The lengths to which people will go to avoid admitting they were perhaps mistaken can be truly astonishing: I remember novelist Alice Walker raving hysterically about the "500,000 dead Iraqi children" that would result from this war. Knock off four zeros for margin of error and you were right on Alice.
- Hundreds of thousands of opponents of the US-led invasion and occupation of Iraq held new anti-war protests across Europe and the Americas, arguing that the regime's collapse was no reason to let up the pressure. [AFP]
Since that "pressure" was so efficacious and all, and even though the war was over in a month, with fewer than a thousand civilian casualties, and toddlers were released from dungeons, and the Iraqi people are dancing in the streets, beating effigies of Saddam with their shoes ("that's an insult for these people, you know"), destroying the symbols of three decades of oppression (and snagging some peanut butter for the kids): "let's keep up the pressure."
Yes, it isn't only the Arab world that is prone to failure-assuaging fantasy: those who feel they accomplished something positive with their anti-war fulminations now must CARRY ON THE FIGHT or look and feel like total idiots.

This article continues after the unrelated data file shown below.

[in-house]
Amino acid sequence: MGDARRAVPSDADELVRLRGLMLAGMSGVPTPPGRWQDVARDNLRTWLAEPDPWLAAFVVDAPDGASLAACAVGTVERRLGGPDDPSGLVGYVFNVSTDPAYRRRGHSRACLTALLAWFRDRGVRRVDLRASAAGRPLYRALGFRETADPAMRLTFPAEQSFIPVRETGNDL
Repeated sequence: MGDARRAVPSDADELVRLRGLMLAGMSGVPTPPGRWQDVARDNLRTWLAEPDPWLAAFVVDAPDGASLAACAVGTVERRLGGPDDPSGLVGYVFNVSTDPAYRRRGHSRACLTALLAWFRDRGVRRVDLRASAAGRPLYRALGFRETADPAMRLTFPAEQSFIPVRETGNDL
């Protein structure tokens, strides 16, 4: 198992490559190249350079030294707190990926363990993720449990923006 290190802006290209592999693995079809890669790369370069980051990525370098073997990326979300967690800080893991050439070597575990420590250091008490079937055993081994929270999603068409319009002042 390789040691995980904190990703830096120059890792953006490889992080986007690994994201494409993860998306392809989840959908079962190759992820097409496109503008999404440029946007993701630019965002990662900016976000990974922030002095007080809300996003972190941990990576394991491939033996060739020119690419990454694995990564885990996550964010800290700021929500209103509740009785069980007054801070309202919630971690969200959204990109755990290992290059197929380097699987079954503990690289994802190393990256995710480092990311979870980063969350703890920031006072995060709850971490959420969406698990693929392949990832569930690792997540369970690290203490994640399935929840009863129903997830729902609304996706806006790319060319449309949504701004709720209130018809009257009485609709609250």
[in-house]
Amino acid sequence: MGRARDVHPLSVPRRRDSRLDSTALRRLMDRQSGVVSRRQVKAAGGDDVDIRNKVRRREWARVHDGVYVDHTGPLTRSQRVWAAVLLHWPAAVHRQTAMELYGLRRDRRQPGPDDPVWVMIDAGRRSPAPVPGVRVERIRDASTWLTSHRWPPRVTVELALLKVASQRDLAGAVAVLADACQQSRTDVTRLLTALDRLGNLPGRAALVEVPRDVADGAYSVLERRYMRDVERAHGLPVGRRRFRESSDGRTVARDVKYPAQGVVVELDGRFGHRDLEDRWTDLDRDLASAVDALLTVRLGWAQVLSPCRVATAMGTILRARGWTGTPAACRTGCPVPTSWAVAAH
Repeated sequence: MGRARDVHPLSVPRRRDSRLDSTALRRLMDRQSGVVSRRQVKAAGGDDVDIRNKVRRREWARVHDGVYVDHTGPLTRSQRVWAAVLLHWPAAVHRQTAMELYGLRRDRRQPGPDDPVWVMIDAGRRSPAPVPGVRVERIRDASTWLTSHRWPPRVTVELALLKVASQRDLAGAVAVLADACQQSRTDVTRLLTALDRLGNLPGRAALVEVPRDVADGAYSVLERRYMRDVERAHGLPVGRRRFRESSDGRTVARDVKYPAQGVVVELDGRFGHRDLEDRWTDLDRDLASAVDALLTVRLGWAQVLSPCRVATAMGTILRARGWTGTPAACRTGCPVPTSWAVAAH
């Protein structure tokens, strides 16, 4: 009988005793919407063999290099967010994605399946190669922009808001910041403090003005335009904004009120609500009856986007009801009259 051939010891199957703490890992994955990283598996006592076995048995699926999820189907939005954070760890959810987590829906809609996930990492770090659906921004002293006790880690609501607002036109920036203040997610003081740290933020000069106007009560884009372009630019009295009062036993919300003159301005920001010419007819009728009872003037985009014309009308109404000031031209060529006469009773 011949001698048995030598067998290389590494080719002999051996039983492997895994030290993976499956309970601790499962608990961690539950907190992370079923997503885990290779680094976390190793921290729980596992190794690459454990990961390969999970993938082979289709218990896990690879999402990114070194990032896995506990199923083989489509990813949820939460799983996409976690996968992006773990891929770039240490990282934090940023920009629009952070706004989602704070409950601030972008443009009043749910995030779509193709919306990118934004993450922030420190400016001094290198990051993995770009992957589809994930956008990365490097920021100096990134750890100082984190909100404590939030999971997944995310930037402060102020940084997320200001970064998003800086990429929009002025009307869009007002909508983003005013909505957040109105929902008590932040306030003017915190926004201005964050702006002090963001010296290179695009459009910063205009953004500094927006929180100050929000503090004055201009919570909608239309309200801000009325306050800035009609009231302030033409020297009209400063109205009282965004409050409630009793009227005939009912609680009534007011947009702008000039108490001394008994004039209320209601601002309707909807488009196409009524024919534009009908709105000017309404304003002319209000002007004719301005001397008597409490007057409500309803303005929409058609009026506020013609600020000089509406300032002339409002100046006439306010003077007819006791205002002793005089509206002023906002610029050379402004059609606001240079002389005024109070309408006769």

- "This is not about liberation, it's about the occupation of Iraq and the plundering of its natural resources," said Dustin Langley, a volunteer with the protest's sponsor, Act Now to Stop War and End Racism, or ANSWER.
"We're calling to stop this series of endless wars, to stop this occupation of Iraq and the Middle East," he said, adding that the "axis of evil" fingered by US President George W. Bush more than a year ago was no more than a "list of targets."
- if the Second Iraqi war ends merely in yet another instance of Arab failure, then there is a grave fear that such failure will in fact breed even more fantasy.
And this is precisely why the Bush administration must be permitted to follow through on the second part of its program-namely, the reconstruction of Iraq. For the administration understands perfectly well that the only cure for the Arab mind's penchant for fantasy is to provide it with a real and genuine achievement-and what greater achievement could there be then an Iraq that was free and stable and prosperous?